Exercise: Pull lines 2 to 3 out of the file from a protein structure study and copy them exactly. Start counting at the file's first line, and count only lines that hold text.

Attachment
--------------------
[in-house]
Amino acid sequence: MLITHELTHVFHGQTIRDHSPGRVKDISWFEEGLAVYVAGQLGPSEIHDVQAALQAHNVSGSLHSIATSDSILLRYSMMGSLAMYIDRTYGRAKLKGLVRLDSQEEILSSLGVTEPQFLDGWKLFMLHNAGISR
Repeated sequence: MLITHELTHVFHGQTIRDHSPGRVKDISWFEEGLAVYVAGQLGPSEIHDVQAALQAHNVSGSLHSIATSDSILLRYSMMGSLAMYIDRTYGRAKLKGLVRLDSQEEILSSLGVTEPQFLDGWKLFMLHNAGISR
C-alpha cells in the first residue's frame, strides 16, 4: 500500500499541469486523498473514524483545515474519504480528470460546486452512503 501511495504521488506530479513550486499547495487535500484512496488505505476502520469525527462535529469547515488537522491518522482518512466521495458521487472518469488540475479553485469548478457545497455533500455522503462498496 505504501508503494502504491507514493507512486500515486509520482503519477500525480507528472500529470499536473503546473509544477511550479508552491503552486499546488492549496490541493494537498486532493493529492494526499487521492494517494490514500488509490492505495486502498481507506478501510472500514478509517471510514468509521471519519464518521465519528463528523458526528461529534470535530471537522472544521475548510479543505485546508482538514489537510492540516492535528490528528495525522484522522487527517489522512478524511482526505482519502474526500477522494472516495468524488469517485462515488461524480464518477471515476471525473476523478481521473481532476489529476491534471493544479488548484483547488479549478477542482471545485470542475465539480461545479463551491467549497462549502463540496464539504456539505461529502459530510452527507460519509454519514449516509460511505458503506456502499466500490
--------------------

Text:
Amino acid sequence: MLITHELTHVFHGQTIRDHSPGRVKDISWFEEGLAVYVAGQLGPSEIHDVQAALQAHNVSGSLHSIATSDSILLRYSMMGSLAMYIDRTYGRAKLKGLVRLDSQEEILSSLGVTEPQFLDGWKLFMLHNAGISR
Repeated sequence: MLITHELTHVFHGQTIRDHSPGRVKDISWFEEGLAVYVAGQLGPSEIHDVQAALQAHNVSGSLHSIATSDSILLRYSMMGSLAMYIDRTYGRAKLKGLVRLDSQEEILSSLGVTEPQFLDGWKLFMLHNAGISR